Rachel:                Yes, but I’m still sorry I said it.

– Friends, Season 1, Episode 17 “The One With Two Parts”

Disclaimer:

This post offers a broad overview of defamation law but is not intended to be read as legal advice. This is a complex legal issue that should not be taken lightly. If you have concerns about your own writing with regards to libel liability, you should seek independent legal advice.

I’ve had authors who were worried about writing about the people in their family. Memoirs are always a bit tricky like that. It’s your story, but it’s also the story of how your life was affected by them.

It’s more complicated than just which details to include and which to leave out. It becomes a question of, do you even want to represent them as themselves, or would you rather change their name, age, occupation, everything, in fact, apart from what they did for you or how they impacted on your life?

It doesn’t have to be for negative reasons. Some people really don’t want the credit. One of the writers I knew in uni wrote their own stories as novels because they didn’t want their subject to be embarrassed by how the writer looked up to them as their role model, their hero.

At the Brisbane Writers Festival, I heard a great talk by Sian Prior about her memoir, ‘Shy’, which chronicles her struggles with social anxiety. She wrote about living in the shadow of an ex of hers who was very famous. In her case, she said she didn’t need to check with him before writing about him. They had already parted ways, but more importantly, he had already written about their relationship in his own book! He’d already set the rules by not asking her before he wrote about her.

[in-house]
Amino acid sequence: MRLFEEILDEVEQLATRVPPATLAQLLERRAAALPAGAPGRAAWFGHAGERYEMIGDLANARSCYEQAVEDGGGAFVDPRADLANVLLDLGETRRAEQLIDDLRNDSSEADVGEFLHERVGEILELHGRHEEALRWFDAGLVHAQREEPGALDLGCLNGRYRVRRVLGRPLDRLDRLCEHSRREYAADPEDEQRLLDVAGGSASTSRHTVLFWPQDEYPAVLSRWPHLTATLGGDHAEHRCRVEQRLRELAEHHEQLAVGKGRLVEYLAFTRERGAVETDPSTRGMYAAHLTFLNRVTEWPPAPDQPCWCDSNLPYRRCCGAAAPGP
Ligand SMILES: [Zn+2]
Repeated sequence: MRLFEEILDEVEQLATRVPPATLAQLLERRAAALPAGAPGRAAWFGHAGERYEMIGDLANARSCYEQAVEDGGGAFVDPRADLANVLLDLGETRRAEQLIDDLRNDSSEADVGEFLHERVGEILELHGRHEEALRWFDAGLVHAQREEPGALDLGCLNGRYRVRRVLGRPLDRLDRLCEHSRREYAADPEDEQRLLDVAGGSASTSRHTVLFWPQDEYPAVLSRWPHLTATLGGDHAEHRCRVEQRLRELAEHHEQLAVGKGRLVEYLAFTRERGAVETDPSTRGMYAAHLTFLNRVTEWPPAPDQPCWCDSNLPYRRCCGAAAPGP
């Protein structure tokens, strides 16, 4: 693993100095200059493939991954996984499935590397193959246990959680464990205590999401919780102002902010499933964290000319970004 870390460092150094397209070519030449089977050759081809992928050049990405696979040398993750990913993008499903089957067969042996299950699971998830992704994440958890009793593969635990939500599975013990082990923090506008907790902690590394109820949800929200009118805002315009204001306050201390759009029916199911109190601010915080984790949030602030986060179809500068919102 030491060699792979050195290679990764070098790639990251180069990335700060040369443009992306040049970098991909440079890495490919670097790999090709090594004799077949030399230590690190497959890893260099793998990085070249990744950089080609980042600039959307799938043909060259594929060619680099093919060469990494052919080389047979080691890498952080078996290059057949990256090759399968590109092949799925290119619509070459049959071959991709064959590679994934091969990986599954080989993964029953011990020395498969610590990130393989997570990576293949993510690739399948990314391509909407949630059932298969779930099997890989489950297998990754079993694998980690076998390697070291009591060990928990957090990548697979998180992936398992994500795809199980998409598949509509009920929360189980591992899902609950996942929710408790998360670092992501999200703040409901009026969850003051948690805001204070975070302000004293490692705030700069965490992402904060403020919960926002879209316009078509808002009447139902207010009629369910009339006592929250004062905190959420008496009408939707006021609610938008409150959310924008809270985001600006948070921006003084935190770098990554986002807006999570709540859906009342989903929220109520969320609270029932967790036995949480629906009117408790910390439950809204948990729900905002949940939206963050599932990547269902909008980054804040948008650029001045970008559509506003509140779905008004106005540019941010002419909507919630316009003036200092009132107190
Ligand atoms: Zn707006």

Her approach, knowing that she would uncover things about their relationship that people didn’t know, was to be rigorous about being honest. By contrast, she did check with her family about her portrayal of each of them, and they were all surprised but happy with her including them in her story.

Lots of people worry about defamation law – specifically, the written form, ‘libel’. Here’s the raw basics:

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Short stories to wrestle with

Summer in the park in London. Image source: IWOM We know no limits

Image source: IWOM We know no limits (London)

“The formula seems to lie solely in the aching urge of the writer to convey something he feels important to the reader. If the writer has that urge, he may sometimes but by no means always find the way to do it.” – John Steinbeck

 

Juni Desiree (Awrestlingwriter) is a prolific blogger I happily stumbled into this year. This week she kindly shared with us the link to one of her short stories, ‘Summer’, published in The Australia Times.

I loved it! Laughed. Nearly cried. Finished it feeling warm and fuzzy and re-balanced. Which is just what a short story should do.